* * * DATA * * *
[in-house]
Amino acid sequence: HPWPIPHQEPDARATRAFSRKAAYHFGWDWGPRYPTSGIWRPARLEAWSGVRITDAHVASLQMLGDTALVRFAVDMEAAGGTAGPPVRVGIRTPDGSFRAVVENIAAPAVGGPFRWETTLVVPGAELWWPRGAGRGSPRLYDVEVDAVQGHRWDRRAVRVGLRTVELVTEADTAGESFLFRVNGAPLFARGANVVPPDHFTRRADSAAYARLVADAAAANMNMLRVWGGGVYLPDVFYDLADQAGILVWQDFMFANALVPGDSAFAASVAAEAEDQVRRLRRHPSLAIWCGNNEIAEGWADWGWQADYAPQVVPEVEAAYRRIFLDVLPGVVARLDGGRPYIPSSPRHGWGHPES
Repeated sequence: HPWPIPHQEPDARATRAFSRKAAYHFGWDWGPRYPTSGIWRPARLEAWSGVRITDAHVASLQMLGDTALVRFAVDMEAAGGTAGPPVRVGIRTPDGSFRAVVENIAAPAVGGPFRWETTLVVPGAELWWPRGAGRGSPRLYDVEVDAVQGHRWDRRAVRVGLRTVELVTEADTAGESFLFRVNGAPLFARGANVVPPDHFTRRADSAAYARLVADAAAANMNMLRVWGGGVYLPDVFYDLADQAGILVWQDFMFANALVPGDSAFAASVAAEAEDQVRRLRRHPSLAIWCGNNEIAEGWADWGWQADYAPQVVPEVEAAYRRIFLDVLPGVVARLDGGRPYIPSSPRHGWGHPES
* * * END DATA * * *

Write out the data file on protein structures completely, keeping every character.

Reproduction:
[in-house]
Amino acid sequence: HPWPIPHQEPDARATRAFSRKAAYHFGWDWGPRYPTSGIWRPARLEAWSGVRITDAHVASLQMLGDTALVRFAVDMEAAGGTAGPPVRVGIRTPDGSFRAVVENIAAPAVGGPFRWETTLVVPGAELWWPRGAGRGSPRLYDVEVDAVQGHRWDRRAVRVGLRTVELVTEADTAGESFLFRVNGAPLFARGANVVPPDHFTRRADSAAYARLVADAAAANMNMLRVWGGGVYLPDVFYDLADQAGILVWQDFMFANALVPGDSAFAASVAAEAEDQVRRLRRHPSLAIWCGNNEIAEGWADWGWQADYAPQVVPEVEAAYRRIFLDVLPGVVARLDGGRPYIPSSPRHGWGHPES
Repeated sequence: HPWPIPHQEPDARATRAFSRKAAYHFGWDWGPRYPTSGIWRPARLEAWSGVRITDAHVASLQMLGDTALVRFAVDMEAAGGTAGPPVRVGIRTPDGSFRAVVENIAAPAVGGPFRWETTLVVPGAELWWPRGAGRGSPRLYDVEVDAVQGHRWDRRAVRVGLRTVELVTEADTAGESFLFRVNGAPLFARGANVVPPDHFTRRADSAAYARLVADAAAANMNMLRVWGGGVYLPDVFYDLADQAGILVWQDFMFANALVPGDSAFAASVAAEAEDQVRRLRRHPSLAIWCGNNEIAEGWADWGWQADYAPQVVPEVEAAYRRIFLDVLPGVVARLDGGRPYIPSSPRHGWGHPES